Everything looks peaceful at the Butler Wildflower Garden. But if you look closely -- just off the wood-chipped path, right behind unsuspecting patches of trout lilies and wild ginger -- you'll see that the invading hoardes of garlic mustard have begun their campaign to take over the garden.
Curator of the garden, Susan Wilkins, says in the spring, garlic mustard gets a jump on many other plants.
"It really pushes out native plants. And then a process that is very unhealthy begins, in which biodiversity starts to decline," she said.
Wilkins is out looking for a good spot to forage for garlic mustard. The plants with creased, heart-shaped leaves are still pretty small, about six inches off the ground. But in a few months, the garlic mustard will be more than twice as tall.
"This is the plant," Wilkins said as she points one out. "This is a biennial. During its first year it doesn't produce flowers or seeds."
For the next few weeks, garlic mustard will be tender enough to eat. So the wildflower garden is participating in a promotion called "Garlic Mustard Goes Gourmet."
During the program, the garden is hosting supervised harvests -- note that freelance picking is forbidden.
Wilkins says the public harvests are a nice way to introduce people to the problem of invasive species and give them a tasty alternative to pesticides.
"We try to get them to come into these natural areas and to tell them how all these horrible things are about to take over. So it's good to have something there to offer back," Wilkins said.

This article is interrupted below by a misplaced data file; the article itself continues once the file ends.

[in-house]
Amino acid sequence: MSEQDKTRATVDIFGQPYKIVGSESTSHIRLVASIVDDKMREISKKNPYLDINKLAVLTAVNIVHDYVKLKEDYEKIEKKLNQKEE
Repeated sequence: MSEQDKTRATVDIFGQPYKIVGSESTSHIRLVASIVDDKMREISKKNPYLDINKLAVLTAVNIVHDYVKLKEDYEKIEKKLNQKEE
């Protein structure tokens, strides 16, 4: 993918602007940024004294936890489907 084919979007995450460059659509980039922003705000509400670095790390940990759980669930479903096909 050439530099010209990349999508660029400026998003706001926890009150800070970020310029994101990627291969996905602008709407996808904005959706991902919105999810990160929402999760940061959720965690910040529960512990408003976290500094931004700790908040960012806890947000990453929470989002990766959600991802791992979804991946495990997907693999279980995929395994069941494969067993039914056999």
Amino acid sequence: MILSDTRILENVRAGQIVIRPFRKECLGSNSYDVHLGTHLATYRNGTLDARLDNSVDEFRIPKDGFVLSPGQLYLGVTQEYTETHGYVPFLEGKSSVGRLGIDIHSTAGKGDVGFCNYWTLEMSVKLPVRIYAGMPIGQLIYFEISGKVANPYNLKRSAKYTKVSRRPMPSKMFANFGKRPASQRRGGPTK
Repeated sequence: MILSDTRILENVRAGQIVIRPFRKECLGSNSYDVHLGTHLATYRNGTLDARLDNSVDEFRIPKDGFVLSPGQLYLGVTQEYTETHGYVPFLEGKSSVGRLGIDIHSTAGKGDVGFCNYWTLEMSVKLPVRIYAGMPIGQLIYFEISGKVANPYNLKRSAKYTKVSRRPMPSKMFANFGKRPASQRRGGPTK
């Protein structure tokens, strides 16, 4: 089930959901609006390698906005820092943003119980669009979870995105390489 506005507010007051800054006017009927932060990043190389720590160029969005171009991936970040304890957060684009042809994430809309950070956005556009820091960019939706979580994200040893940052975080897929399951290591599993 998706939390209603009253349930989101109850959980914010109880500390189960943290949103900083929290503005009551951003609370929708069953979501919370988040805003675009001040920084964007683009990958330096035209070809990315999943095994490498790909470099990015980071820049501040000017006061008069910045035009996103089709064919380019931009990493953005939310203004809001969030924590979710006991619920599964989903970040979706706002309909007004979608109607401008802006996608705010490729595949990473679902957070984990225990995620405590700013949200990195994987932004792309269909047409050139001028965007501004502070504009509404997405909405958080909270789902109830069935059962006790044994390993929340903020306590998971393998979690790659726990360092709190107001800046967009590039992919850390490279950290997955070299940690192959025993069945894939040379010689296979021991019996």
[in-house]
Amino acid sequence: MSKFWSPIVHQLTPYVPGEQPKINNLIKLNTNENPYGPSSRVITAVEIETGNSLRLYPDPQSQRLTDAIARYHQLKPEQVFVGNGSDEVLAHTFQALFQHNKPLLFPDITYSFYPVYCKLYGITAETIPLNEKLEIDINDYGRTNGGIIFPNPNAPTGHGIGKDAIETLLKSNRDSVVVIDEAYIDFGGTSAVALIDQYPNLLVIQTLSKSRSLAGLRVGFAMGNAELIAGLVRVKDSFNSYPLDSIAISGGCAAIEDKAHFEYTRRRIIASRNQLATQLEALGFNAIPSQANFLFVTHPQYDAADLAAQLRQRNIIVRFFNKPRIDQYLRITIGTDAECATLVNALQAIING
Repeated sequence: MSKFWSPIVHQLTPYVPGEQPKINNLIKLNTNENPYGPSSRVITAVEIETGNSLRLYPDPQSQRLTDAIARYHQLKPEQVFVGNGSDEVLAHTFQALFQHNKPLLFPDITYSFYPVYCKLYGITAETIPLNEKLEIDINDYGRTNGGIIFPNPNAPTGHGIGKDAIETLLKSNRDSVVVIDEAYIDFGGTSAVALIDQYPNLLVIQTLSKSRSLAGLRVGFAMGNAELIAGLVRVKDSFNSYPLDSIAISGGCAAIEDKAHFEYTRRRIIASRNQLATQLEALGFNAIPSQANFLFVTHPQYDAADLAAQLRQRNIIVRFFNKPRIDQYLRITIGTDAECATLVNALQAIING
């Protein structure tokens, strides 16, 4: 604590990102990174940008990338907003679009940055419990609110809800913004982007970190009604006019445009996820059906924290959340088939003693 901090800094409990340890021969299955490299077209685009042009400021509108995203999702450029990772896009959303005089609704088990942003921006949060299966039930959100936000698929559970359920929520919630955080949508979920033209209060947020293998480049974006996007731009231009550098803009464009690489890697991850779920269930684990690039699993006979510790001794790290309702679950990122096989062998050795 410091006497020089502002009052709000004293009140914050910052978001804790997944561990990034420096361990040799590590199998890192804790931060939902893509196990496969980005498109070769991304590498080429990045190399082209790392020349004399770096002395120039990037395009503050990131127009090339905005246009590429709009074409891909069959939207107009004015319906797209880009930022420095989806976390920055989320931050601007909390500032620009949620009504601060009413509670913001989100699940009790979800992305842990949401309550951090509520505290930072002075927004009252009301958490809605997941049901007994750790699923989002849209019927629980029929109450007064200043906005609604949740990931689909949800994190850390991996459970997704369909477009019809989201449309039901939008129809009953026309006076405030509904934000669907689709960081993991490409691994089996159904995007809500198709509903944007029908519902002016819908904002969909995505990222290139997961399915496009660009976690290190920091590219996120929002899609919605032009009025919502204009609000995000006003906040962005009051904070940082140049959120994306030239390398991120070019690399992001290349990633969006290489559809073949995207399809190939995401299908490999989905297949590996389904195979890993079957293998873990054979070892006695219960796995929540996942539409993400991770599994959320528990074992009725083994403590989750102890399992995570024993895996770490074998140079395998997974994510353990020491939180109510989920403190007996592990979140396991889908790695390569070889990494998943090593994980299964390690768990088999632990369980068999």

In other words, if you can't beat it, you can eat it.
Some of the garlic mustard picked from the wildflower garden is now on the menus of two area restaurants.
Lucia's in Minneapolis and Heartland in St. Paul are partners in the garlic mustard goes gourmet promotion.
Heartland has already gone through its initial supply of the invasive edible. So, we volunteered to bring a bagful to executive chef Lenny Russo.
"I'm thinking we should have some lunch," Russo said after he's picked through the harvest.
On the menu is wild boar stew with carmelized onions, topped off with a handful of garlic mustard, cooked until slightly wilted. The stew is already prepared, so Russo washed the greens and we gave them a taste.
"It's very strong -- here," he said, and handed some to taste. "It tastes like garlic up front, and then on the back, it's bitter."
Russo recommends using garlic mustard sparingly, especially if it's in a salad or a pesto, so as not to overpower everything else.
At Heartland, garlic mustard has been used with fish and braised with other sweeter, greens.
My take? "Mmm, that's excellent."
And the chef? "Not bad."
The stew is sweet and smoky. The bitterness of the garlic mustard counterbalances the sweetness of the carmelized onions.
As our bowls of stew magically evaporate, Russo explains why he supports the garlic mustard picking promotion.
He likes it because not only does it bring a locally grown seasonal food into his restaurant, but it offers an environmentally friendly alternative to a weed problem.
"This stuff is growing everywhere. You can go out in your backyard, most people can, and pull this stuff up," Russo said, "and they should."
This not the first time Russo has put an invasive species on the menu at Heartland.
Last year, he teamed up with the Wisconsin Department of Natural Resources in an attempt to eradicate an infestation of Chinese crayfish. He served more than 100 pounds of the critters.
"Somebody mentioned it to me, 'Why don't you start eating invasive catfish and zebra mussels too?' I said, 'Well I don't know, if they taste good, we'll eat them too.'"
Russo says this approach to fighting invasive species is part of a larger change in attitudes.
However, frustrated gardeners beware. Buckthorn, another common invasive plant, won't work for this project because it's a noxious weed, and the berries will make you sick.